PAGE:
The Western Australian government has set aside $20 million for an innovation package in its state budget, delivered by Treasurer Mike Nahan yesterday.
Today the Senate has passed a new tax incentives for early stage investors and a scheme to improve access to capital for VCs. These two initiatives are designed to make investment for Australian startups more attractive and were measures first announced in December last year as part of the Government’s National Innovation and Science Agenda (NISA).
The PaTH scheme announced in 2016 Budget a major win for not just youth, but presents an opportunity for the startup ecosystem
In the 2016 budget the Government introduced the new Youth Jobs PaTH Programme (which stands for Prepare, Trial, Hire) and states that the Government will invest $752 million into helping young job seekers move off welfare and into employment.
As far as the startup landscape goes, the fintech sector has emerged as the real winner of Treasurer Scott Morrison’s 2016 Budget. A key focus has been made on supporting innovative ideas to ensure Australia is a leading destination for fintech companies and global disruptors.
2016 Budget sees Government focus on jobs and growth, but rehash previously announced initiatives for startups
Five months after Malcolm Turnbull urged Australia to shift the economy’s focus from the resources sector to innovation with the launch of the National Innovation and Science Agenda (NISA), Treasurer Scott Morrison delivered a budget focused on jobs and growth.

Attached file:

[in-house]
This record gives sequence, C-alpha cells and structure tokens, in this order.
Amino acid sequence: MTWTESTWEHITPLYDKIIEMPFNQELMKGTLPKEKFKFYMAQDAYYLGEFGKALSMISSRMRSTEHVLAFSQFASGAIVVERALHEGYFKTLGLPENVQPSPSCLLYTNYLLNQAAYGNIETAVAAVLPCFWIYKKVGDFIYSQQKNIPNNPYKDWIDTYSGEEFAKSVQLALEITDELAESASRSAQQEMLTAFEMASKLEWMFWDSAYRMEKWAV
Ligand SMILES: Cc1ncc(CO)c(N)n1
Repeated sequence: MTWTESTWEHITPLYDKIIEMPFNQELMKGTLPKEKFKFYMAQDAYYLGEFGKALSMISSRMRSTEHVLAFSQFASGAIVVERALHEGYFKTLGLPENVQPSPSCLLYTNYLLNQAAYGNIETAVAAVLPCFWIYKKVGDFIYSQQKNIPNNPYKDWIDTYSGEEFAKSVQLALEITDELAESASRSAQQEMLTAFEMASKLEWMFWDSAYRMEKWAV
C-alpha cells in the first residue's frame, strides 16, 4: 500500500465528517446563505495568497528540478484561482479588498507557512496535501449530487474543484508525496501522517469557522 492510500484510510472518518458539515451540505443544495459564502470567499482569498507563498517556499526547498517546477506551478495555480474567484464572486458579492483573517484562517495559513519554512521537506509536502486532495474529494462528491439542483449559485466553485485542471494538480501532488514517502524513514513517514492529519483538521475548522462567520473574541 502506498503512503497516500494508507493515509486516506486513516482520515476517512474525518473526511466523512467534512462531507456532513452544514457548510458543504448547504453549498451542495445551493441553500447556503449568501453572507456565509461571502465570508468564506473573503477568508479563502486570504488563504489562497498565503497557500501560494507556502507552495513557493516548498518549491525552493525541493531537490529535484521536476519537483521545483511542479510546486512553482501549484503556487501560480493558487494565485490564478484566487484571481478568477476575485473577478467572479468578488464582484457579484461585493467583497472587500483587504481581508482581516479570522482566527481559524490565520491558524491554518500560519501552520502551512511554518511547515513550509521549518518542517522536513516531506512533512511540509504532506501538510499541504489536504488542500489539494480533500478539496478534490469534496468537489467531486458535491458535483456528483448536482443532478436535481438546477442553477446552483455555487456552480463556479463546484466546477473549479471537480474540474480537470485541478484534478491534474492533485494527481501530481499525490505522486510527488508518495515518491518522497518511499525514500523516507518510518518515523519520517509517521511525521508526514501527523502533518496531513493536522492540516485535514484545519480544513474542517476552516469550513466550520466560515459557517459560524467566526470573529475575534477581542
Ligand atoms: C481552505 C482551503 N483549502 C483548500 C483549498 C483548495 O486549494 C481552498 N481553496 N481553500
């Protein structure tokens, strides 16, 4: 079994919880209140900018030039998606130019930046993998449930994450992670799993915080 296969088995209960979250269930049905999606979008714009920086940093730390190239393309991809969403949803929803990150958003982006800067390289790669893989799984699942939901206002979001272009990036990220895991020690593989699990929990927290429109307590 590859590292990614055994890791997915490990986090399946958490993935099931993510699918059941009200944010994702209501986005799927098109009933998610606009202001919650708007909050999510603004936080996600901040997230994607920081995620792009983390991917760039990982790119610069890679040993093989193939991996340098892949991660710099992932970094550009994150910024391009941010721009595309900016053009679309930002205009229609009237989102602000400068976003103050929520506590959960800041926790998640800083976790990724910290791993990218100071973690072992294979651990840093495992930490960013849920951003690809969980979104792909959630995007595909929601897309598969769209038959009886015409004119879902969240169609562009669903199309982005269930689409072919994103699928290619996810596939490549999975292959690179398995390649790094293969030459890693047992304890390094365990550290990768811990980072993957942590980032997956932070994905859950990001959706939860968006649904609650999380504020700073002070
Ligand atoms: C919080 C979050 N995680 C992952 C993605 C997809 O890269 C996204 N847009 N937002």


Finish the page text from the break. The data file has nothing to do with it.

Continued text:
Bill Shorten’s ‘ode to startups’ budget reply highlights a critical issue in the ecosystem that needs addressing
While there are many issues that concern Australian startups that were addressed in Opposition Leader, Bill Shorten’s budget reply, perhaps the most important was his call for increased investment in STEM (Science and Technology, Engineering and Mathematics) education, including software development.
Due to the failure of last year’s budget, and strong expressions of public disapproval, the Australian government has smartly chosen to revise its plans. Treasurer Joe Hockey took to the podium yesterday to deliver the details of the new budget, which focuses on small businesses, a welcome change.
There are always winners and losers when it comes to the federal budget; and just like every other publication in the space has explained, some key programs for the Australian technology and innovation sector have been cut, which has affected at least a small portion of the Australian startup community.
In order to help achieve savings sufficient to deliver a surplus of 1 percent of GDP (Gross Domestic Product) by 2023, the Commission of Audit recommends that the government abolishes Innovation Investment Fund, Commercialisation Australia, and other grants that support startups.
In order to bring revenue, every startup needs to have a solid financial backup provided by investors. Before planning your budget and handing it down to people that might be interested in financing your idea, it’s worth taking a moment to rethink your strategy to ensure your prospective funds are used as efficiently as possible.
Let’s face it, when we are just starting our New Business journey and it requires us to travel, be it interstate or overseas, we can’t afford to exactly be indulgent and spend our own or investors money on business class seats or 5 star upgrades. We need to be sensible about our decisions and spend as little as possible. That is why services such as Scoot Air are a very welcome addition to the travel industry for our community.